prophets for hire: preaching God in a congregation’s image

This is what the Lord says: “As for the prophets who lead my people astray, if one feeds them, they proclaim ‘peace’; if he does not, they prepare to wage war against him.”  — Micah 3:5

In my last post, I wrote about the dangers of creating a God to confirm what we already believe.  I believe the hiring of “professional teachers” often is indicative of, and contributes to, this problem.  I’m not arguing a minister / preacher / pastor is not worth his wages, but I am suggesting that, just like in Micah’s day, there exist today too many prophets for hire.

We create an atmosphere in many of our churches of “absolute correctness” in doctrine, and we come together several times each week to further convince ourselves of what we already believe.  We hire a preacher from an approved school, to teach us our approved doctrine.  We may even give that preacher a list of topics or texts he is to preach (and state how often).  It’s well communicated to the professional teacher he’s expected to teach this party line in order to keep his paid position.  And another prophet is hired.

I believe every church should interpret scripture in order to find truth; and I believe they should then teach that truth.  But we enter dangerous territory when we begin to exchange open dialogue on the truths of God for the preservation of predetermined conclusions.  When we require our preachers to arrive at a fixed interpretation of scripture, we’ve traded objectivity for pride and comfort.  It’s become more important for us to defend our position and stance, than to be led by God to his heart.  We quench the Holy Spirit in order to drink of our own arrogance and pigheadedness.  Tradition trumps truth.  And we pay a guy to cultivate this in us.

Joe Preacher is married with three children — he’s moved to a new city and state in order to proclaim the truth of God in a congregation there.  They’ve hired him to be their prophet.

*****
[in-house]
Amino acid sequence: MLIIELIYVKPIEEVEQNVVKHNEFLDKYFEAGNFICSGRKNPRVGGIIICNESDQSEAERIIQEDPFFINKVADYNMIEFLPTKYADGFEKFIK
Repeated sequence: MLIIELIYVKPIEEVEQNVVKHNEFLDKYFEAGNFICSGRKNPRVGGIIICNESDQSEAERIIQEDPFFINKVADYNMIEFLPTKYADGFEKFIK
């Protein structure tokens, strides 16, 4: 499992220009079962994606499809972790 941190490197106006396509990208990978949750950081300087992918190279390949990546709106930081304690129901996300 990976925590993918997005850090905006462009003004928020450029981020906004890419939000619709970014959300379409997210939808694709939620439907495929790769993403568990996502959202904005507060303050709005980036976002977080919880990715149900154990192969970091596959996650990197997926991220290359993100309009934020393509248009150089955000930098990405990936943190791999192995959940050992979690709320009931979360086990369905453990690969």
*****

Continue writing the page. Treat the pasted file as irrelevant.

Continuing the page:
• When Joe argues the plan for salvation is not as cut and dry as they’ve made it out to be;
  • Every time Joe suggests God is more concerned with greed and the abuse of material possessions than with the method of “worship” on Sunday mornings;
  • Each time Joe questions the congregation’s longheld view of the church down the street;

…He is putting his family in danger of being without food and shelter.  We’ve created this system, and Joe Preacher’s willingly submitted himself to it.

Proclaim the truth at any cost.
Or conceal the truth at a certain price?

So not all blame goes on the church.  Every teacher should count the cost (and not the zeroes) of that salary before making a commitment to proclaim the word of God in the midst of a particular congregation.  If I’m called by God to proclaim his truth, I must be willing to proclaim that truth at any cost.  Too many preachers today are willing to conceal God’s truth for a certain price.

The dangers of a prophet for hire are many:

  • God’s truth is not proclaimed as he desires.
  • Members of a congregation are unable to wholeheartedly pursue God and truth — and often are ignorant that this is the case.
  • The Bible is not the final authority on the word of God.  An already agreed upon tradition / position is.
  • Security and a salary are pitted against honesty and integrity in the life of the prophet.
  • A prophet and his family are placed on the scales opposite preserving the status quo — and will always find themselves on the lighter side of that scale.
  • The line is easily blurred between being called to another place and being “called” to another salary.
  • If God is the same as in Micah’s day, the prophet will eventually be unable to see or understand the truth of God he was originally called to proclaim.

My goal is not to convince churches they shouldn’t be sure of any position on any issue.  And my goal isn’t to convince congregations never to pay a preacher.  But a church has to open to God’s truth.  And a prophet has to preach God’s word, no matter the cost.  I am only encouraging us to take an honest assessment of our current position.